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The choruses of the original Greek Tragedies were a hotline between the stage and the audience. They were performed by competing teams of teenage boys from each district in the city, making the emotional experience of watching a Greek Tragedy something like a football match crossed with your kid's first nativity play. The chorus created a personal, visceral link between the myths performed onstage and the real lives of the audience. Today, tackling the chorus is one of the greatest challenges in staging a Greek Tragedy for a modern audience. Without this community performance tradition, it becomes a fossil inside the play. 

THE CHORUS PROJECT is an experiment in re-igniting this vital muscle, by inviting the audience to become bodily involved in the world of the play. Via wireless headsets, they are invited to follow a one of three channels of instructions. The instructions vary from prompts to make specific sounds or movements, make choices based on the action around them, or respond freely to a set of rules.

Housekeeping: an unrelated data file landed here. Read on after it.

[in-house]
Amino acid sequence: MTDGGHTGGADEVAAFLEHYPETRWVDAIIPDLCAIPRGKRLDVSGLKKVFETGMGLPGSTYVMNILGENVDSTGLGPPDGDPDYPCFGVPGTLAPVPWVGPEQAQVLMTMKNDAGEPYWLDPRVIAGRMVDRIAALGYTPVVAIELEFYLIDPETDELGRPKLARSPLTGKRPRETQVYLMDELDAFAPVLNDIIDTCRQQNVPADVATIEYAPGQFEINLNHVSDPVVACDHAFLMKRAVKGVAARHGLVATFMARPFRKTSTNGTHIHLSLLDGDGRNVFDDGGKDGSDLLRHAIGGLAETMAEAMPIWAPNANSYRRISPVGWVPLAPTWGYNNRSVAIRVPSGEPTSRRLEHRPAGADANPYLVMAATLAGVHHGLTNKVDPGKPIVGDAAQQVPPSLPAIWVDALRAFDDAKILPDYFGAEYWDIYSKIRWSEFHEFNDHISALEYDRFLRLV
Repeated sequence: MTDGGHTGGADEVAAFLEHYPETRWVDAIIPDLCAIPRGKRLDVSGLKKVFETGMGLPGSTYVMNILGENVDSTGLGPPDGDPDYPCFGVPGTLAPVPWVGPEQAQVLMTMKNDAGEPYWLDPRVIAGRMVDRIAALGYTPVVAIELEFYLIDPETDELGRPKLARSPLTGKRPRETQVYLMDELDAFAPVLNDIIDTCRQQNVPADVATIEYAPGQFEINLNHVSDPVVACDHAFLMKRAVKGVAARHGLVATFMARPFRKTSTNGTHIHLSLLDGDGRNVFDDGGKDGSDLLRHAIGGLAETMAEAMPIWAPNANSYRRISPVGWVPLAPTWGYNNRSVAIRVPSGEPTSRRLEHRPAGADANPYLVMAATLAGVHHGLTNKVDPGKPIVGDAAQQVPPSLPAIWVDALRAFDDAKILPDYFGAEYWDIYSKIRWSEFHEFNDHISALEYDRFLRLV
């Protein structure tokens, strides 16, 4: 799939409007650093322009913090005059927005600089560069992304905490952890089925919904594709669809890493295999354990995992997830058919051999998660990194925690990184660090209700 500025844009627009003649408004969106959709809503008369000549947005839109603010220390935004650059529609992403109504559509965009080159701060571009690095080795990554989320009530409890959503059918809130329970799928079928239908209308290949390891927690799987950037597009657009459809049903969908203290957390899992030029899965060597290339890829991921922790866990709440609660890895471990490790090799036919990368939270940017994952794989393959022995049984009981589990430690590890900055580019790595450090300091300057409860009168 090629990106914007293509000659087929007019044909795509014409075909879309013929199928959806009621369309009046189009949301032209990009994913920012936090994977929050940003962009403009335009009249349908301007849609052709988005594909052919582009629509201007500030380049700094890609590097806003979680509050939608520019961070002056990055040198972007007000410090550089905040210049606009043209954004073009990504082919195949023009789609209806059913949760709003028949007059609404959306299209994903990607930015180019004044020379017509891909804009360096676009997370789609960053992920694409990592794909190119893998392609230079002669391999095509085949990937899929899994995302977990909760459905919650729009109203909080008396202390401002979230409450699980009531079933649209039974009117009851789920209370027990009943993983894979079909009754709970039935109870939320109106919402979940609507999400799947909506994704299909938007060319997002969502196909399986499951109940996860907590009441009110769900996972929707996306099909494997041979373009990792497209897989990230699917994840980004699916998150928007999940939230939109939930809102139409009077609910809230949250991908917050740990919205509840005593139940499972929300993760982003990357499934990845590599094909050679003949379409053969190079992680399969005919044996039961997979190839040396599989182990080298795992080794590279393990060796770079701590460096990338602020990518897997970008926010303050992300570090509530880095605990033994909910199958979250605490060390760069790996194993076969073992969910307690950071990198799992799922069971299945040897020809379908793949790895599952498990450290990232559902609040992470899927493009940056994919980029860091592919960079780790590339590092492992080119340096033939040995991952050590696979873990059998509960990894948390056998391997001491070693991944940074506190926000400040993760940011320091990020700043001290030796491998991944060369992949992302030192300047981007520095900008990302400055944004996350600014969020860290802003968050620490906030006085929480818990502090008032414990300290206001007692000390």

The result is a piece of live mass choreography, which is different every time it is performed according to the unique responses of any given audience member. Everyday gestures are transformed into a kind of rough, visceral dance, and responses to sound prompts turn the audience into a musical ensemble.

This footage is from our second series of R&D workshop, exploring the possibilities of this form. In our next workshops, we will be experimenting with how this ready-made chorus can interact with actors embedded inside the piece, working towards a full performance of Sophocles' ANTIGONE.

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